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Old Photos Without Stories, Have Very Little Meaning

Judy Weiser is a Psychologist, Art Therapist, consultant, trainer, University Adjunct Faculty, international lecturer, and author—and one of the earliest pioneers of PhotoTherapy, Therapeutic Photography, Photo-Art-Therapy, VideoTherapy, and other related techniques. Founder and Director of the PhotoTherapy Centre in Vancouver, Canada, she is considered the world authority on the emotional significance of personal photographs.


Old Photos Without Stories, Have Very Little Meaning

by Judy Weiser

When I moved to Canada, I found a bunch of old photos in the attic of the home I moved into. I had no idea who these people were. The people were on a ship and had on old European, ruffled cloth- ing. Someone had kept these photos and treasured them. Through the photos, they explained who they are, where they came from, what the family had survived over time, how that family came to be, why that family is the way that it is. They are that family’s story. The photos by themselves are not the story—you need a storyteller.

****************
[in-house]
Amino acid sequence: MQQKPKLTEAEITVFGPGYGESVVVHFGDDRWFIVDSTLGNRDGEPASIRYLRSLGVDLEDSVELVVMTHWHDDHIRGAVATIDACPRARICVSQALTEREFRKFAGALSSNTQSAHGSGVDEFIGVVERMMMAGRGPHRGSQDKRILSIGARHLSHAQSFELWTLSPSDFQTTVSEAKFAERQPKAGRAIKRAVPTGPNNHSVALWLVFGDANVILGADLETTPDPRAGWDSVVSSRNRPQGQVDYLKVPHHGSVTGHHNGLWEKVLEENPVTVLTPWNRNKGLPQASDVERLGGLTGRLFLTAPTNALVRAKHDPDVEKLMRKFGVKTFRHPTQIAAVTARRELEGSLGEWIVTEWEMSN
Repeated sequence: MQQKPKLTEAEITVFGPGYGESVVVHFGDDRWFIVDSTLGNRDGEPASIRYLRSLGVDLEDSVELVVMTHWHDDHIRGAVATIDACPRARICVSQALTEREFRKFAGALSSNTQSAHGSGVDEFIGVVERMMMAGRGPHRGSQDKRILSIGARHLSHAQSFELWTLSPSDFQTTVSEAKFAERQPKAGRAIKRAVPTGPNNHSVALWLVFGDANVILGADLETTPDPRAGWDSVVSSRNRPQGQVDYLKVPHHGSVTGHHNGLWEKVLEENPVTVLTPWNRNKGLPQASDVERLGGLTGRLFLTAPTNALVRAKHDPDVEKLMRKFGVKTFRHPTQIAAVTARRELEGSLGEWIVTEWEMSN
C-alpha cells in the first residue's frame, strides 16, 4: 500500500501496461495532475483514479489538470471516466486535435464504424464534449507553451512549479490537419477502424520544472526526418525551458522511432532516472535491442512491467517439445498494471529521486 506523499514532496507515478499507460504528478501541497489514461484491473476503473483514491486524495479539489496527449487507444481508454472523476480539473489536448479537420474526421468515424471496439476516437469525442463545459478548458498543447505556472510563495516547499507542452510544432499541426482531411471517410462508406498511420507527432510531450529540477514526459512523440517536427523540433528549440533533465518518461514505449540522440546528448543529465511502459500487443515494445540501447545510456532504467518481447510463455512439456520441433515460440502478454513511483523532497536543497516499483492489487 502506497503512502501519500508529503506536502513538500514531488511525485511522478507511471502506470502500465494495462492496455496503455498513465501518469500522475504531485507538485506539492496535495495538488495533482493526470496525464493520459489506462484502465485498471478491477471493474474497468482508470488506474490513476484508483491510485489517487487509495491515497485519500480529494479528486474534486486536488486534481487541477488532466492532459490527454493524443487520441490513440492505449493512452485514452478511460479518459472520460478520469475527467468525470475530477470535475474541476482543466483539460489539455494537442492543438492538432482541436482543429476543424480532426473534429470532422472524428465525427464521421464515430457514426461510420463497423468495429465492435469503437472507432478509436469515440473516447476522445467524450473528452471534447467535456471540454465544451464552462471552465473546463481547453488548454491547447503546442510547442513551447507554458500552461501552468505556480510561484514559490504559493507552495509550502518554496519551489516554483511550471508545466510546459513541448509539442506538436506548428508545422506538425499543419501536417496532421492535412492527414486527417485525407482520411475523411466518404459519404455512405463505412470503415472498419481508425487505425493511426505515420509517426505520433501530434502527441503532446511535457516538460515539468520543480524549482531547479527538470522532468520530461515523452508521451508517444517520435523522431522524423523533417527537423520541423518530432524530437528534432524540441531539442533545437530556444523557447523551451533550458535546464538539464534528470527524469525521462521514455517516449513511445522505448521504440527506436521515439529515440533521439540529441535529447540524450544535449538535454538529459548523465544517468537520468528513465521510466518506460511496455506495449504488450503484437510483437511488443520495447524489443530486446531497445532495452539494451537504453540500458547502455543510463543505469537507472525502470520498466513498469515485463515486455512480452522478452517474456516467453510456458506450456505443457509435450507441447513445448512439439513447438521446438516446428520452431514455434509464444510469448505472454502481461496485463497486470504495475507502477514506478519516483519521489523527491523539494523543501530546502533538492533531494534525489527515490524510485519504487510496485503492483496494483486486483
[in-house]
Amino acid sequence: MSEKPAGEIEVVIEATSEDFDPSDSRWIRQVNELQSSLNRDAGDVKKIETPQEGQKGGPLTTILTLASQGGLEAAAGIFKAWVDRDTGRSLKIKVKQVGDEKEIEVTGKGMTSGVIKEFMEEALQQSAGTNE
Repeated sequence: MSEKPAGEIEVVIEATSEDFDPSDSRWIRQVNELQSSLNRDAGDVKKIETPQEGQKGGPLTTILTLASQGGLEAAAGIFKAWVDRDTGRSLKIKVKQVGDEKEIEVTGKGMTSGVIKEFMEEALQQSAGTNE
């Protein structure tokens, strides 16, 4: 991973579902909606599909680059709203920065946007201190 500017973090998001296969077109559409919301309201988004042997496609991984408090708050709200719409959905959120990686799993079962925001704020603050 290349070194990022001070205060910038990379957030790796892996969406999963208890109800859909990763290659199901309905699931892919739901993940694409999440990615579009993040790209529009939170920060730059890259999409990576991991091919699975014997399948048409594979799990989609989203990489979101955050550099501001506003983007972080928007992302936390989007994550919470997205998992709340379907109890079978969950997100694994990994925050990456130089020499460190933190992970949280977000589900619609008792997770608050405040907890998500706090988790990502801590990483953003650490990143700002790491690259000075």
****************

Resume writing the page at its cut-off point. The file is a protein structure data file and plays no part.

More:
Throughout my life, people took pictures. The pictures got stuffed into albums. The album is the view of your family through the eyes and mind and feelings of the person who makes the album. You are looking at your family, perhaps not as it actually was, but as it was viewed by the creator of the album.

I was an only child growing up with a nice middle-class Jewish family. My mother and I would go through the family album. I’d notice that a particular person was no longer in the album, and Mother would tell me that was because he died. There were pictures of my mother’s three brothers. Two of them were twins. Around the time they were twenty years old, there were no more pictures of one of the twins, Sam. I never ask why. I assumed he died or moved to another continent or something.

One day when I was teenager, I came home from school, and my mother said that I had to drive her to Sam’s house. I was stunned. She was horrified that I had thought Sam had died and asked why I would think that. “You never talk about him; there are no pictures in the family album after he was twenty.”

My mother thought I knew.

The family was very strict Jewish, and Sam had met and married a woman who wasn’t Jewish. “We gave him a funeral which is what Orthodox Jewish people did when somebody married outside the faith in those days. They are no longer a living person. They are not seen again, they are not talked about again, and their name is not mentioned again.”

But my mother was a good woman and she needed to tell Sam that his twin brother died.

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